dropped down to a pole in the scaffolding. It sat there for a moment, and then, lightly, swung from one pole to another, and then returned, dropping
lightly, for an animal of its weight, to the floor before the platform. It stretched again, catlike. And then it rose to its hind feet and looked down at me. It
was more than eight feet in height. I would have conjectured its weight at some nine hundred pounds. Then it dropped again to all fours and moved to
the table on which there reposed the dark, box like object. It moved a switch on the box. It uttered sounds, low, guttural, inquisitive. It did not use
human phonemes and. so it is difficult, if not impossible, to convey the quality of the sound. If you have heard the noises made by great rats, such as
the Bengal tiger or the black-maned lion, and can conceive of such noises articulated with the subtlety and precision of a civilized speech, that will
provide you with an approximation of what I heard. On the other hand, the vocal apparatus of the beast was not even of Earth origin. Certain of its
sounds, for example, were more reminiscent of the snort of the boar, the snuffling of the grizzly, the hiss of the snake, than those of the large cats. The
phonemes of such beasts are unmistakable, but they are, truly, like nothing Earth has prepared one to hear. They are different, not of Earth, alien. To
hear these noises, and know they are a speech can be initially very frightening. Evolution did not prepare those of Earth to find intelligence in such a
form.
The beast was then silent.
"Are you hungry?" I heard. The sounds, separate, had been emitted from the dark, flatish, box like object on the table. It was, then, a translator.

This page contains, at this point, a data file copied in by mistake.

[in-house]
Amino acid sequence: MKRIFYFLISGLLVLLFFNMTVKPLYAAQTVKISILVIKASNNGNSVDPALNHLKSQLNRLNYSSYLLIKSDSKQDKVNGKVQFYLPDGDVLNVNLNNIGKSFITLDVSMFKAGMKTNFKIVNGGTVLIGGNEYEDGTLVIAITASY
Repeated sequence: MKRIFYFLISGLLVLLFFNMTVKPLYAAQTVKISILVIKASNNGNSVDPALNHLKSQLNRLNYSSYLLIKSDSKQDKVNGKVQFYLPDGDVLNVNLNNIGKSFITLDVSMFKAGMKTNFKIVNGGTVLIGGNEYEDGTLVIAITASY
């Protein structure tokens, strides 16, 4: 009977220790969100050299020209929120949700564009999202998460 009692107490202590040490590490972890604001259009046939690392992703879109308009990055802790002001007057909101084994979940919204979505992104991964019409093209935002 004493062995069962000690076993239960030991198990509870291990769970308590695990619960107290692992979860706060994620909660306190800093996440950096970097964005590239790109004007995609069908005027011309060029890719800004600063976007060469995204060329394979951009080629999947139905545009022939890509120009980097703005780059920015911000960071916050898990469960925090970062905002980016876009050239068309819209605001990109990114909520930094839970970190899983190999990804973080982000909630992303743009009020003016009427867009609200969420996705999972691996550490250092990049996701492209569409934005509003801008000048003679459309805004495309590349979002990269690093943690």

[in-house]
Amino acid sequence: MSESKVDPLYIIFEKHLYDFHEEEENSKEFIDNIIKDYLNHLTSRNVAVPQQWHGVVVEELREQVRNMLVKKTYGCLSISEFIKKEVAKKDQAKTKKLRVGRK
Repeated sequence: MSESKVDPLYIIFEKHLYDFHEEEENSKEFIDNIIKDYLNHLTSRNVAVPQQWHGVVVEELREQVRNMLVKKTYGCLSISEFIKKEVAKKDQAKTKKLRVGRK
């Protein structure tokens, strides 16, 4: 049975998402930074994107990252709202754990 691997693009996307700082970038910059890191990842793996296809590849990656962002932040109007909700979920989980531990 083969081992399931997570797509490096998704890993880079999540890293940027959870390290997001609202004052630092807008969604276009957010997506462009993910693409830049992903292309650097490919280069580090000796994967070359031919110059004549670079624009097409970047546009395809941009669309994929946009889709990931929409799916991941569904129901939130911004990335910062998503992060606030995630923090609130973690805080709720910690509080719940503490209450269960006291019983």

"Not particularly," I said,
After a moment a set of sounds, brief, like a growl, came from the translator. I smiled. The beast shrugged. It shambled to the side of the room, and
there pressed a switch. A metal panel slid up. I heard a squeal and a small animal, a lart, fled from within toward the opening. It happened quickly. The
large six-digited paw of the beast closed about the lart, hideously squealing, and lifted it to its mouth, where it bit through the back of its neck, spitting
out vertebrae. The lart, dead, but spasmodically trembling, was then held in the beast's mouth. It then, with its claws freed, opened its furs and, by feel,
delicately, regarding me, fingered out various organs which it laid on the floor before it. In moments it had removed the animal from its mouth. Absently,
removing meat from the carcass, it fed.
"You do not cook your meat?" I asked. The translator, turned on, accepted the human phonemes, processed them, and, momentarily, produced audible,
correspondent phonemes in one of the languages of the Kur. The beast responded. I waited.
"We sometimes do," he said. It looked at me. "Cooked meat weakens the jaws," it said.
"Fire, and cooked meat," I said, "makes possible a smaller jaw and smaller teeth, permitting less cranial musculature and permitting the development of
a larger brain case."

page 366
"Our brain cases are larger than those of humans," it said. "Our anatomy could not well support a larger cranial development. In our history, as in yours,
larger brain cases have been selected for."
"In what way?" I asked.
"In the killings," it said.
"The Kur is not a social animal?" I asked. "It is a social animal," it said. "But it is not as social as the human."
"That is perhaps a drawback to it as a species," I said. "It has its advantages," it said. "The Kur can live alone. It can go its own way. It does not need
its beard." "Surely, in ancient times, Kurii came together," I said. "Yes," it said, "in the matings, and the killings." It looked at me, chewing. "But that was
long ago," it said. "We have had civilization for one hundred thousand years, as you would understand these things. In the dawn of our prehistory small
bands emerged from the burrows and the caves and forests. It was a beginning."
"How can such an animal have a civilization?" I asked.
"Discipline," it said.
"That is a slender thread with which to restrain such fierce, titanic instincts," I said. The beast extended to me a thigh of the ]art.